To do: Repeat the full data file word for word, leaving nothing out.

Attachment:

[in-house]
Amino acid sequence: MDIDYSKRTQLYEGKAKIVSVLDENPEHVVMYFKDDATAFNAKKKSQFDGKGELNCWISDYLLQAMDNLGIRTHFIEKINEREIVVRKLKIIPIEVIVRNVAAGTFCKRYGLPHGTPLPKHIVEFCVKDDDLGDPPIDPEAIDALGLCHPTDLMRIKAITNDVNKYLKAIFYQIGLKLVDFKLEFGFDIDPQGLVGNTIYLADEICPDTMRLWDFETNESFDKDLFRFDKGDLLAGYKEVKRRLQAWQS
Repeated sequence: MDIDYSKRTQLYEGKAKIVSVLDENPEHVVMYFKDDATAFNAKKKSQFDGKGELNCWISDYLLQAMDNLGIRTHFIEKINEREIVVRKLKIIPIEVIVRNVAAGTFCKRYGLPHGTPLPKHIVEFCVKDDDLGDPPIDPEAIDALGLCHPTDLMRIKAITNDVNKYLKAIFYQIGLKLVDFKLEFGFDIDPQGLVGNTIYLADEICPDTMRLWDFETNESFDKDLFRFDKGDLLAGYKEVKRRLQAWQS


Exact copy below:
[in-house]
Amino acid sequence: MDIDYSKRTQLYEGKAKIVSVLDENPEHVVMYFKDDATAFNAKKKSQFDGKGELNCWISDYLLQAMDNLGIRTHFIEKINEREIVVRKLKIIPIEVIVRNVAAGTFCKRYGLPHGTPLPKHIVEFCVKDDDLGDPPIDPEAIDALGLCHPTDLMRIKAITNDVNKYLKAIFYQIGLKLVDFKLEFGFDIDPQGLVGNTIYLADEICPDTMRLWDFETNESFDKDLFRFDKGDLLAGYKEVKRRLQAWQS
Repeated sequence: MDIDYSKRTQLYEGKAKIVSVLDENPEHVVMYFKDDATAFNAKKKSQFDGKGELNCWISDYLLQAMDNLGIRTHFIEKINEREIVVRKLKIIPIEVIVRNVAAGTFCKRYGLPHGTPLPKHIVEFCVKDDDLGDPPIDPEAIDALGLCHPTDLMRIKAITNDVNKYLKAIFYQIGLKLVDFKLEFGFDIDPQGLVGNTIYLADEICPDTMRLWDFETNESFDKDLFRFDKGDLLAGYKEVKRRLQAWQS